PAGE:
by Sally Cohen
Today, in a world that revolves around technology, one of Ann Rhoads’ greatest pleasures is taking her grandchildren for woodland walks. As someone whose career has involved spending a significant amount of time outdoors, Ann has always encouraged people of all ages to appreciate and take pleasure in the natural world. In January, Ann retired from a long and prolific career at the Morris Arboretum. Ann, 74, who earned a doctorate degree from Rutgers University in botany, served as Director of Botany at the Arboretum from 1976 to 2000, at which time she stepped back to the position of Senior Botanist in order to allow now Director Tim Block to assume the position.
An expert in the flora of Pennsylvania, Ann and former Arboretum Director, Bill Klein, built on work initiated in the 1930s by Edgar T. Wherry by creating the Flora of PA database. Today the database holds approximately 400,000 specimen records from the major Pennsylvania herbaria.
During her tenure, the botany department at the Morris Arboretum also produced several important books. In 1993, “The Vascular Flora of PA, Annotated Checklist and Atlas” by Rhoads and Klein was published by the American Philosophical Society. “The Plants of Pennsylvania, An Illustrated Manual by Rhoads and Block,” first published in 2000 by the University of Pennsylvania Press, has proven to be a valuable resource both within and outside the state. A second edition, incorporating recent taxonomic changes, was published in 2007. “Trees of Pennsylvania” appeared in 2005, and “Aquatic Plants of Pennsylvania” was released in 2011.
Ann has also taught and mentored students through the years both at the Morris Arboretum, supervising or co-supervising the Plant Protection and Pennsylvania flora interns, and as an adjunct professor at the University of Pennsylvania, where she taught Plant Systematics and Field Botany. An active spokesperson for environmental issues, Ann was instrumental in drawing attention to the issue of suburban sprawl and its severe impact on Pennsylvania’s forests and natural areas.
The building boom in the Philadelphia suburbs — shopping centers, chain stores, office complexes, apartment high-rises, etc. — encroaches daily on territory that once was field, forest or swamp, and Rhoads has often been called in to evaluate whether land that is about to be developed contains any rare species. “Unfortunately, our state regulations are not very strong,” she has said. While a small piece of ground that contains a particular plant might be saved, the larger area that it requires to thrive might be negatively impacted.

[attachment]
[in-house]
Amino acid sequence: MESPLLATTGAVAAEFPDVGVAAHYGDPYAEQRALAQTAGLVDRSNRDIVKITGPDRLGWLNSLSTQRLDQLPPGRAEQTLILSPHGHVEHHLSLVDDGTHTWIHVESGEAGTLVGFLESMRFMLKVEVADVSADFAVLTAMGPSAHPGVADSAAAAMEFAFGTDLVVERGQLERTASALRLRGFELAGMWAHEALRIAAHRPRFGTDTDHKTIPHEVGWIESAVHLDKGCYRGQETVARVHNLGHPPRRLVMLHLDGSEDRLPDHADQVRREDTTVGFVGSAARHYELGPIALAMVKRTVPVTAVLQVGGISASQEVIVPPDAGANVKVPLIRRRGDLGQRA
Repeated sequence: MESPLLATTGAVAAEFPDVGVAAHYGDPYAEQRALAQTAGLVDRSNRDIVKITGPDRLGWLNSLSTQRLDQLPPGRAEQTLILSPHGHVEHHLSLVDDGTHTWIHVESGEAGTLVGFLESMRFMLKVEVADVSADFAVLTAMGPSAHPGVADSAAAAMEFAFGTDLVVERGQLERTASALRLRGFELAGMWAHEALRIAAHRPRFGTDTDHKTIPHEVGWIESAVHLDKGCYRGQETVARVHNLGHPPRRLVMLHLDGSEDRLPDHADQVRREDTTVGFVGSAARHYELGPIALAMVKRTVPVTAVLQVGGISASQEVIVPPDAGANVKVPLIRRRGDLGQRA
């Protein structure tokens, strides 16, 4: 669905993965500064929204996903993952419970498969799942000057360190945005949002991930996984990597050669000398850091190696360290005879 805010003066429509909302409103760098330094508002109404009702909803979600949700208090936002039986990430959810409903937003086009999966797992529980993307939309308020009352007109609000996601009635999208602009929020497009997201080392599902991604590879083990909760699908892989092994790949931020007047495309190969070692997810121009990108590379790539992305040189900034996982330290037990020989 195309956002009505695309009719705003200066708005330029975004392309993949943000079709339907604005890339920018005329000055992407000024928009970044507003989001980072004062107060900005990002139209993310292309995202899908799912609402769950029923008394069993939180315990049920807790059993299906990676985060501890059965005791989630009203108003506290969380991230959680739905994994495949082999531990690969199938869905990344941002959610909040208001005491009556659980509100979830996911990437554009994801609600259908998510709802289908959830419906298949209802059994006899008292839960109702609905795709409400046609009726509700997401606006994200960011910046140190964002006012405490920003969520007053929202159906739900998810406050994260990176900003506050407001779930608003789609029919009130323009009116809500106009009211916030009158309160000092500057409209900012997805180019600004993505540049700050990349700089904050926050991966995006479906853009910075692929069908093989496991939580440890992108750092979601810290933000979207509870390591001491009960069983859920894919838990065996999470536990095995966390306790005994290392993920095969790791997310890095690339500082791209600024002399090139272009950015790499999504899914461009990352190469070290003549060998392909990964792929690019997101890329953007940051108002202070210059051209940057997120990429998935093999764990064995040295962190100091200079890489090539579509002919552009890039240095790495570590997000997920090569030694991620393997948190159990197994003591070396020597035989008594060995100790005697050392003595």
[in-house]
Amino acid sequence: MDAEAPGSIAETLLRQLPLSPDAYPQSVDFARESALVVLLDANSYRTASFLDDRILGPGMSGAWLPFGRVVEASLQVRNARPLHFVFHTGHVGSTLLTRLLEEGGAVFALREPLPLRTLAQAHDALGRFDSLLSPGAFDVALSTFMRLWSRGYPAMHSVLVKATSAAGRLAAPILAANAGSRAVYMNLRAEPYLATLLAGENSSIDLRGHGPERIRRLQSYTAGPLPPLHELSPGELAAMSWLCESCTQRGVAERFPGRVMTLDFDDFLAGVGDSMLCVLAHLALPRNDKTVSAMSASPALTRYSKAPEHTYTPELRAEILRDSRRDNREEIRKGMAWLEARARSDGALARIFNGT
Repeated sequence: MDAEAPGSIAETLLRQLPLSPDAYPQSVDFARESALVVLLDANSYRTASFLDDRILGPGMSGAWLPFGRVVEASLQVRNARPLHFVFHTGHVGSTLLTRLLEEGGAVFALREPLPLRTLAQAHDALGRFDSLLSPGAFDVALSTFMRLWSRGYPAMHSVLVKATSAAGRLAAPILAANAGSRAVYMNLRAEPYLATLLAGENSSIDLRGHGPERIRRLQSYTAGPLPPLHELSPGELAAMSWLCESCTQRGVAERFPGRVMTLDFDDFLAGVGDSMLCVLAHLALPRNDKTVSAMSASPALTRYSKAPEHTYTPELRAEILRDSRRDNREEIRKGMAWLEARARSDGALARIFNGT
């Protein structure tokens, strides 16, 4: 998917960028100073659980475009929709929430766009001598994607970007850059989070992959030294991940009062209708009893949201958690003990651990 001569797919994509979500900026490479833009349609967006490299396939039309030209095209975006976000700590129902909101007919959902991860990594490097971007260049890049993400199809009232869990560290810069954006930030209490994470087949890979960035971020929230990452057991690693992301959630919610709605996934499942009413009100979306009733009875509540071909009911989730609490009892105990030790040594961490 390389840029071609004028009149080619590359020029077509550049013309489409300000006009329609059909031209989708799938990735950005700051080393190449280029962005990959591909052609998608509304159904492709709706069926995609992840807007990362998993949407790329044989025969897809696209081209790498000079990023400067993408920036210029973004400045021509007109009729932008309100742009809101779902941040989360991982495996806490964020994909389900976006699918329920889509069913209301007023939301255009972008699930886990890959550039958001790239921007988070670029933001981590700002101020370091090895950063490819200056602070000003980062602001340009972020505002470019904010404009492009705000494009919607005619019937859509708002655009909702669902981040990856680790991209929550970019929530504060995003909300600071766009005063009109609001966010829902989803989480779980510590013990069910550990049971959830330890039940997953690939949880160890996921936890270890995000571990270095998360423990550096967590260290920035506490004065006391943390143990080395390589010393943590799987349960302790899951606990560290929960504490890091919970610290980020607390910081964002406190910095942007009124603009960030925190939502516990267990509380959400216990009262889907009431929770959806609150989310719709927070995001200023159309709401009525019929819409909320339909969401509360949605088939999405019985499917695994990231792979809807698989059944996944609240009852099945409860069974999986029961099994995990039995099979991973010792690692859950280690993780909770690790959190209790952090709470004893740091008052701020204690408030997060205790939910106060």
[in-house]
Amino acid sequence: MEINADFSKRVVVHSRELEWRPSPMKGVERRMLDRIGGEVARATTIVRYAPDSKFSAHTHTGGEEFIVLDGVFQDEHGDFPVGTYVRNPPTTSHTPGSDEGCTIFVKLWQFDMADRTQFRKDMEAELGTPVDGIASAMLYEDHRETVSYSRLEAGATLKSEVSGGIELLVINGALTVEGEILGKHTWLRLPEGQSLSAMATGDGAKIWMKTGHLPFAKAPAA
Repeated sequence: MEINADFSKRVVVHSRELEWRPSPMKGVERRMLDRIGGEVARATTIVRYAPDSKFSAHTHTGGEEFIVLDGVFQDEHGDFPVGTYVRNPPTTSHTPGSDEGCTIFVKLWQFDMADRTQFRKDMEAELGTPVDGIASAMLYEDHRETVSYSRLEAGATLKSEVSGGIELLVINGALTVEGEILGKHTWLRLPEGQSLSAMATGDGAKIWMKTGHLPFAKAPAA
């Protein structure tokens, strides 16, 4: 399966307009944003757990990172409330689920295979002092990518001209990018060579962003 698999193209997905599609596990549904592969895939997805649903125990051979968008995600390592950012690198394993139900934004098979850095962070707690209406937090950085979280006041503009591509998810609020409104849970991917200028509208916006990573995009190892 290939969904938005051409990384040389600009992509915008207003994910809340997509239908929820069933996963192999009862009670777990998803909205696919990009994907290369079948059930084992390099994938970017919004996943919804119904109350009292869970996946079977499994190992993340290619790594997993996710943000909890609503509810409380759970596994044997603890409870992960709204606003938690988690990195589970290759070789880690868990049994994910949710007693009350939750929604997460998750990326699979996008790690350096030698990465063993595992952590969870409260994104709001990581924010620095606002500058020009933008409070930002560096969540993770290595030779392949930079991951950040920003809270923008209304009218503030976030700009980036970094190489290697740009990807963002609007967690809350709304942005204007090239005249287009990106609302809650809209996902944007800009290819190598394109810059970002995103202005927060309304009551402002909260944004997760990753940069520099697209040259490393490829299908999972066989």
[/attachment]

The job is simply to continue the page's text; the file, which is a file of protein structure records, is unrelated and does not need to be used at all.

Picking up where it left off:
Ann, who currently lives in Doylestown, has lived in the Philadelphia area since her family moved here from Washington, D.C., when she was a child. A mother of four grown children, Rhoads has six grandchildren, with whom she has often shared the outdoors. When once asked about the long hours she put in at work, Ann replied, “It’s really been a lot of fun . . . I feel very fortunate to get paid for what I love to do.”
Even though she is retiring from the Arboretum, Ann says she will continue to expand her knowledge of plants, and will still be involved at the Arboretum, helping out in botany and maybe even writing another book. In the meantime, her message not only for her grandchildren but for all of us is a simple one: “Get out into the woods!”
The Morris Arboretum of the University of Pennsylvania is located at 100 East Northwestern Ave. in Chestnut Hill. The 92-acre horticulture display garden features a spectacular collection of mature trees in a beautiful and colorful landscape. The Arboretum includes numerous picturesque spots such as a formal rose garden, historic water features, a swan pond and the only remaining freestanding fernery in North America. A permanent nationally award-winning exhibit, “Out on a Limb – a Tree Adventure,” transports visitors 50 feet up into the treetops on a canopy walk that requires no climbing. The Morris Arboretum is listed on the National Register of Historic Places and is the official arboretum of the Commonwealth of Pennsylvania.
For more information, visit www.morrisarboretum.org.
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